2007a). A recent UNICEF (United Nations International Children's
Emergency Fund) report on child well-being ranked the United Kingdom and
the United States among the lowest ‘first world’ nations with respect to
the well being of their children. It is also reported that child neglect
and child abuse are more common in single-parent families than in families
where both parents are present (Wikipedia, 2007).
All the professionals involved in dealing with children must remain
alert to the possibility of serious, life threatening abuse (Jones P H D
& Lynch A M, 1998).
The General Medical Council (GMC) recognizes that the doctors play an
important role in protecting children from neglect and abuse. Early
identification of child abuse can help the children and young people get
the care and support they needed to be healthy, safe and happy, and to
achieve their potential.
Doctors working with children or young people should have sufficient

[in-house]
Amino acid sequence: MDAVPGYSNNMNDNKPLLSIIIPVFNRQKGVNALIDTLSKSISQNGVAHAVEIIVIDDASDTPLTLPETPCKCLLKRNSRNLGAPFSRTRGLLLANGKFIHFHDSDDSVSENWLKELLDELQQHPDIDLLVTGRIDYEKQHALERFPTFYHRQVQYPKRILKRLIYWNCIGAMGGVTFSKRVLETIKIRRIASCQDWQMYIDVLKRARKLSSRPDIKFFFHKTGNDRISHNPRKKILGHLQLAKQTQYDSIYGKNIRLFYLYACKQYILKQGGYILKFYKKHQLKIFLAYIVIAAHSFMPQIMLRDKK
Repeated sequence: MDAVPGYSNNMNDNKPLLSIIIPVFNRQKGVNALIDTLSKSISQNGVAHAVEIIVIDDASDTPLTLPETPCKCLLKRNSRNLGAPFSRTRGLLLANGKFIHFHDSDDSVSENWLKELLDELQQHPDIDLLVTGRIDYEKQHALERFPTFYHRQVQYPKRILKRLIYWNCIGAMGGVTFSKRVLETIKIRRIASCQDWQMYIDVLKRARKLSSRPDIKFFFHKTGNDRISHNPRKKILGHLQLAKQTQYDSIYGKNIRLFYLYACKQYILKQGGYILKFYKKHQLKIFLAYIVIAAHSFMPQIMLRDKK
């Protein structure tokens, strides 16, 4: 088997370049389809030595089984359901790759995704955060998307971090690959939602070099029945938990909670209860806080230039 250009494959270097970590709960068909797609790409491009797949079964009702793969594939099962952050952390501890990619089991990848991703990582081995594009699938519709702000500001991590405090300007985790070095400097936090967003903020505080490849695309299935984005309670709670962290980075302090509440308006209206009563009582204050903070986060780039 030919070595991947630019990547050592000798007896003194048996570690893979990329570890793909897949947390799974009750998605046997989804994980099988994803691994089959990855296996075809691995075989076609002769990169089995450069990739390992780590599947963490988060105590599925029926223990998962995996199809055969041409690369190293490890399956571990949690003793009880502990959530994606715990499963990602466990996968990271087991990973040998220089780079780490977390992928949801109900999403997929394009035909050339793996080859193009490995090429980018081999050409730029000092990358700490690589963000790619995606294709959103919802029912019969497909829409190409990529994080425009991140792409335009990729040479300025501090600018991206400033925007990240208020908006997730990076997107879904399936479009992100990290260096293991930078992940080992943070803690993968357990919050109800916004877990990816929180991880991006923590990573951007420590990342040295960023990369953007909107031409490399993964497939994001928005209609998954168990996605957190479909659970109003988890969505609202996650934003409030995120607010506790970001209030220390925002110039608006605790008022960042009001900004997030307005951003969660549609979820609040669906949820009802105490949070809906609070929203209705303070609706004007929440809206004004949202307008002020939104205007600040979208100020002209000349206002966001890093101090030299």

knowledge and skills to identify the abuse and they are advised to be
aware of the use of frameworks for assessing children and young people’s
needs like the work of Child protection Committees, Local Safeguarding
Childrens’ Boards policies and procedures and organisations that work to
protect children and promote their welfare.
It is possible for parents and children and young people to think
that by disclosing information about themselves, they will be denied help,
blamed or made to feel ashamed. Doctors must help the children, young
people and parents involved to understand the importance and benefits of
sharing information with an appropriate person or authority. They must not